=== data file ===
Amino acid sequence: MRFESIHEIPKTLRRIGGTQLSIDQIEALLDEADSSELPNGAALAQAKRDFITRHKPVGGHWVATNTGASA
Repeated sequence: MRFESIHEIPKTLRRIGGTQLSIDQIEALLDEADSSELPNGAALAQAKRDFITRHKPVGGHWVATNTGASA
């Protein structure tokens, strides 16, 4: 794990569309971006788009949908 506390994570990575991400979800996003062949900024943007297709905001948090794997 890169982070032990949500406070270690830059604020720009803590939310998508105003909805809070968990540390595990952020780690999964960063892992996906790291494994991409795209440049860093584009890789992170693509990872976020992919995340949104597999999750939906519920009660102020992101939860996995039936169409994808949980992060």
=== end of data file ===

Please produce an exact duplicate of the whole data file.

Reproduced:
Amino acid sequence: MRFESIHEIPKTLRRIGGTQLSIDQIEALLDEADSSELPNGAALAQAKRDFITRHKPVGGHWVATNTGASA
Repeated sequence: MRFESIHEIPKTLRRIGGTQLSIDQIEALLDEADSSELPNGAALAQAKRDFITRHKPVGGHWVATNTGASA
């Protein structure tokens, strides 16, 4: 794990569309971006788009949908 506390994570990575991400979800996003062949900024943007297709905001948090794997 890169982070032990949500406070270690830059604020720009803590939310998508105003909805809070968990540390595990952020780690999964960063892992996906790291494994991409795209440049860093584009890789992170693509990872976020992919995340949104597999999750939906519920009660102020992101939860996995039936169409994808949980992060």